Chase, likewise, has spent years in the parliamentary precinct fulfilling his reputation for honest, reliable, meticulous journalism that breaks stories without breaking the rules of the game.

Sean Fine simply is Supreme Court media coverage in Canada. You do not cover the highest court in the land for as long and a skillfully as he has without being a reporter of the highest order. 

The chance that one of them could be hoodwinked by some paper peddler with a story to tell pushes beyond the bounds of the probable. The idea that all three of them could be fooled simultaneously is, to use the technical journalistic term, nutso. Again, that doesn’t mean the information is proof to a legal standard. It does mean it is credible enough to satisfy three ultra-experienced, deeply politically seasoned, utterly reliable journalists it was worth reporting.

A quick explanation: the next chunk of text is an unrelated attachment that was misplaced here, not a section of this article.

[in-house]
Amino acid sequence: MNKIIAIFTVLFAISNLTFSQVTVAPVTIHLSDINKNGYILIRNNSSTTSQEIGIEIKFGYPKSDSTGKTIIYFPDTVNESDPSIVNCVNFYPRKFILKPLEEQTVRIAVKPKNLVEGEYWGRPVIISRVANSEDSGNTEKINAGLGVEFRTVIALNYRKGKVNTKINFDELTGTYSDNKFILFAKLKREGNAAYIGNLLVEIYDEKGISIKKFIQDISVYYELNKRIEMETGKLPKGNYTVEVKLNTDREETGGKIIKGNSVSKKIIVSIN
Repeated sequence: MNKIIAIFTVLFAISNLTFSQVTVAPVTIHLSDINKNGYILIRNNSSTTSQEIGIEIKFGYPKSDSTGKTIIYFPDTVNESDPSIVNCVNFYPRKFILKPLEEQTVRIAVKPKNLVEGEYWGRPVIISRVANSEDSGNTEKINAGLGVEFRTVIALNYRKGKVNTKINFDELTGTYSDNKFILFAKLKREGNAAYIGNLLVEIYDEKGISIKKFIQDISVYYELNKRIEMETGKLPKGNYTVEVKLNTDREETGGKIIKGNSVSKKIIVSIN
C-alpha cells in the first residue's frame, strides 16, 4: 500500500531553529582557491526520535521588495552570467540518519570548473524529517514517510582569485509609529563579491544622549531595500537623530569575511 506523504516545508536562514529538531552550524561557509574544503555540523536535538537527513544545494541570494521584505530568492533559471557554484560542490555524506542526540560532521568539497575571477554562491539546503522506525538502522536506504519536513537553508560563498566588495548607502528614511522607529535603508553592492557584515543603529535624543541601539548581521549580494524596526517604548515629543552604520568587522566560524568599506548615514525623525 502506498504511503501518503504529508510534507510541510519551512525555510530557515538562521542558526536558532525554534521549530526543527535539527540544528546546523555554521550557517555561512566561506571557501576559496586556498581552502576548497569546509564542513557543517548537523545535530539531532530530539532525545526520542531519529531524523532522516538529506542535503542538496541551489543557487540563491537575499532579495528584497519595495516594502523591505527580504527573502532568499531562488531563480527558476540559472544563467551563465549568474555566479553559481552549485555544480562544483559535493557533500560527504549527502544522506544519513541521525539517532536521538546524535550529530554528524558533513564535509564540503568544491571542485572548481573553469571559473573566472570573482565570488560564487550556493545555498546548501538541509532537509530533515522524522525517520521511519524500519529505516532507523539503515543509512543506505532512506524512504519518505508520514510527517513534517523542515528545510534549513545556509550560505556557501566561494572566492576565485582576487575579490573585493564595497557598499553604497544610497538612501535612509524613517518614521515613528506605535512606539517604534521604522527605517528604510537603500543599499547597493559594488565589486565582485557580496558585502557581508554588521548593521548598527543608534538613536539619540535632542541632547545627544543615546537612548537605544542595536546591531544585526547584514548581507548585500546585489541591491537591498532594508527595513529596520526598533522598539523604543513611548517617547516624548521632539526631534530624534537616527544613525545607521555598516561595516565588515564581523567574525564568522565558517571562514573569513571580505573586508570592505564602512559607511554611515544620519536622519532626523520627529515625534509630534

That, in itself, is one of the deepest wounds a certain prime minister now bears. He knows that someone in the know, therefore someone proximate to him, broke the seal on cabinet solidarity and cabinet confidentiality.  He knows whoever that person was channeled the information through a medium of immediate, and justifiable, credibility. He knows, in other words, that he is in the fight of his life with a very skilled, very determined, and clearly deeply concerned opponent. 

Clearly, it’s not 2015 for the prime minister or Canadians anymore. The question on the floor is whether Election 2019 can come fast enough for whoever wins to limit the potential damage to our political institutions and our democratic life.